Arthritis & Rheumatism, Volume 63,
November 2011 Abstract Supplement
Abstracts of the American College of
Rheumatology/Association of Rheumatology Health Professionals
Annual Scientific Meeting
Chicago, Illinois November 4-9, 2011.
Eosinophilic Fasciitis (Shulman Disease): New Insights Into the Therapeutic Management From a Series of 34 Patients.
Lebeaux1, David, Frances2, Camille, Barete2, Stéphane, Wechsler1, Bertrand, Dubourg1, Odile, Renoux1, Jérôme, Maisonobe1, Thierry
Eosinophilic fasciitis (EF) is a rare connective tissue disease characterized by a symmetrical and painful swelling with a progressive induration the skin and soft tissues. The therapeutic management of EF is one of the most significant challenges, as there is consensus on the use of steroids (dose and duration) and the interest of immunosuppressive drugs (ISD). The aim of this study was to analyze and report the results of the therapeutic management of 34 patients with a biopsy-proven EF.
We reviewed 34 adult-patients with a biopsy-proven EF. The analyses focused on the clinical, biological and histological features and the therapeutic management, which included the treatment modalities, responses and associated prognostic factors.
1) Clinical, biological and histological features: Thirty-four patients were included with a diagnosis age of 53±15.4 years. They were featured by cutaneous manifestations (88%) including morphea (41%), myalgia (86%) and hypereosinophilia (85%). The inflammatory infiltrates included lymphocytes in all patients (100%) and eosinophils in 26 patients (76.5%). A fascia fibrosis was present in 14 patients (41.2%) and an interstitial myositis in 23 patients (67.6%). A dermal fibrosis (histological morphea) was present in 11/30 patients (36.7%).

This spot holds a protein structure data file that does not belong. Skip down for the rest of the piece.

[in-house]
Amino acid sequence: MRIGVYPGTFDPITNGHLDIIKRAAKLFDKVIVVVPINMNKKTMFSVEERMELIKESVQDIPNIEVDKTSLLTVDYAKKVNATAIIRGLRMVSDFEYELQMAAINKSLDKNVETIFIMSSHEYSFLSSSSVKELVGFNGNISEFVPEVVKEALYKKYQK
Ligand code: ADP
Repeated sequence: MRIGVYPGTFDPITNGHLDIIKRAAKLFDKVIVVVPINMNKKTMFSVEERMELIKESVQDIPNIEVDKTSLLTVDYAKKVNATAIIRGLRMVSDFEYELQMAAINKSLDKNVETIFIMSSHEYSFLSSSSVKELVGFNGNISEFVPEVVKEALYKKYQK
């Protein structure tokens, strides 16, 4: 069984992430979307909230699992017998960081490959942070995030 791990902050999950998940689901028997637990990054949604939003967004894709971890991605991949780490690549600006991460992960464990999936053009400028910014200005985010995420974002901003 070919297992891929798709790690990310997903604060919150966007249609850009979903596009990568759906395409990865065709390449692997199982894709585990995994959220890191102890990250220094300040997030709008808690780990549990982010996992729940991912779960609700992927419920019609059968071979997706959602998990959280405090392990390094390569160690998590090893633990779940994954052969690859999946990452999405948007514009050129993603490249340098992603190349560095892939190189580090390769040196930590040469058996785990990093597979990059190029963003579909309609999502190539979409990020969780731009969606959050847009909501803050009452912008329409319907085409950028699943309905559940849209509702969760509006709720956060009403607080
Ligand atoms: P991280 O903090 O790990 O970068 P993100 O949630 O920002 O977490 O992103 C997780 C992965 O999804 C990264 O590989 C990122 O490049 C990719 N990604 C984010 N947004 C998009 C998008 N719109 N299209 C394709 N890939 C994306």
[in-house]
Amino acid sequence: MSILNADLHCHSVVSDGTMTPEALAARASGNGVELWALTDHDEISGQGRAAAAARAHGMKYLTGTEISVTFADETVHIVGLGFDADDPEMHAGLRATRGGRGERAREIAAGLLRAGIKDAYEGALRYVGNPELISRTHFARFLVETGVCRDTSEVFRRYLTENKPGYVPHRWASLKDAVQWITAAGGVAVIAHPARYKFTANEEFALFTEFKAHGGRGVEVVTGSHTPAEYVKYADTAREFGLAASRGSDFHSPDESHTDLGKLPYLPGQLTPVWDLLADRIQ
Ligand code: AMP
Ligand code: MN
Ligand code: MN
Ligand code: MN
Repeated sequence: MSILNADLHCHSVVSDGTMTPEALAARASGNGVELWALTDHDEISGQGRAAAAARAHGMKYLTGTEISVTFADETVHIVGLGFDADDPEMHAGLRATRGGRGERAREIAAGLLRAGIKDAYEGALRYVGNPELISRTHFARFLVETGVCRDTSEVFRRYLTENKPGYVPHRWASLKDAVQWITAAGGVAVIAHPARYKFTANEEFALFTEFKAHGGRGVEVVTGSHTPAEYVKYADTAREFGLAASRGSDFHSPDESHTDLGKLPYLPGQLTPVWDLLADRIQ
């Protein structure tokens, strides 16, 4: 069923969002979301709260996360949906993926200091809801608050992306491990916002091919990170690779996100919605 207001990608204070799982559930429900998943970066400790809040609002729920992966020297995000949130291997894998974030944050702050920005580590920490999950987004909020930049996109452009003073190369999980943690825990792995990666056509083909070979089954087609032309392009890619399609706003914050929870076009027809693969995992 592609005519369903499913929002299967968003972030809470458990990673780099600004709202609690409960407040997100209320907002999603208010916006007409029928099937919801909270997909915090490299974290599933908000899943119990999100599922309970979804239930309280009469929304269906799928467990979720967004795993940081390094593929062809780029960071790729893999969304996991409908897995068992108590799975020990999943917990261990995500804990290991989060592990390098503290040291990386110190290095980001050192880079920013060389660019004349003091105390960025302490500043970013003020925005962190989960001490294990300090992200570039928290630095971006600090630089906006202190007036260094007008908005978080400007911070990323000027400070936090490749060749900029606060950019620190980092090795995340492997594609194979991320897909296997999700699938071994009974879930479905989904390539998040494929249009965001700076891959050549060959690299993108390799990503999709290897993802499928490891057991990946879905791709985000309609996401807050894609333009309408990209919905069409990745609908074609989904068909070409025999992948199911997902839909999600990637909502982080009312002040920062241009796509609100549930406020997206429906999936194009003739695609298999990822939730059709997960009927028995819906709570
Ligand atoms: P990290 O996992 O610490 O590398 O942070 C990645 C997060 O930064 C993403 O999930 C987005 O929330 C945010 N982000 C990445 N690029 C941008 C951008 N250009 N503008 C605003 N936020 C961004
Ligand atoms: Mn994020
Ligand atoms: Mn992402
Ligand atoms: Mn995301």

2) Therapeutic management and results: Thirty-two patients (94%) were eligible for treatment evaluation and all received corticosteroids as a first line therapy with a prednisone mean daily dose at initiation of 0.77±0.29 mg/kg. Fifteen patients (47%) received methylprednisolone pulses prior to prednisone treatment. At the end of follow-up: (A) 18 patients (56.25%) received steroids alone with a 45±31 month-treatment mean duration; (B) due to the lack of a complete remission, 14 patients (43.75%) required an ISD as a second line therapy in association with the steroid treatment in a 16.9±20.3 month-mean time interval (median=6.5): methotrexate for 12 patients (85.7%) with a 24.7±23.3 month-treatment mean duration and azathioprine for two patients (14.3%).
A complete remission was achieved for 69% of patients, a remission with disability (non progressive sequelae) for 19% and failure for 12%. The lack of complete remission was associated with a diagnosis time delay above 6 months (OR=14.7) and the lack of methylprednisolone pulses (OR=12.9). The relative risk of requiring an ISD was 4.7 times and 4.4 times higher in presence of a morphea and in patients who did not receive methylprednisolone pulses, respectively. EF-associated morphea was associated with a more frequent ISD requirement, mostly methotrexate (OR=64.4)
Our study reports new insights into the therapeutic management of EF: 1) corticosteroids treatment remains the standard therapy for EF, taken alone or in association with an ISD; 2) methylprednisolone pulses at treatment initiation are associated with a better outcome and a lower need of ISD use; 3) an ISD, mostly methotrexate, might useful as a second line therapy, mainly in patients with morphea-like lesions. Naturally, these practical conclusions should be confirmed by a prospective and multicentre study.
To cite this abstract, please use the following information:
Lebeaux, David, Frances, Camille, Barete, Stéphane, Wechsler, Bertrand, Dubourg, Odile, Renoux, Jérôme, et al; Eosinophilic Fasciitis (Shulman Disease): New Insights Into the Therapeutic Management From a Series of 34 Patients. [abstract]. Arthritis Rheum 2011;63 Suppl 10 :1955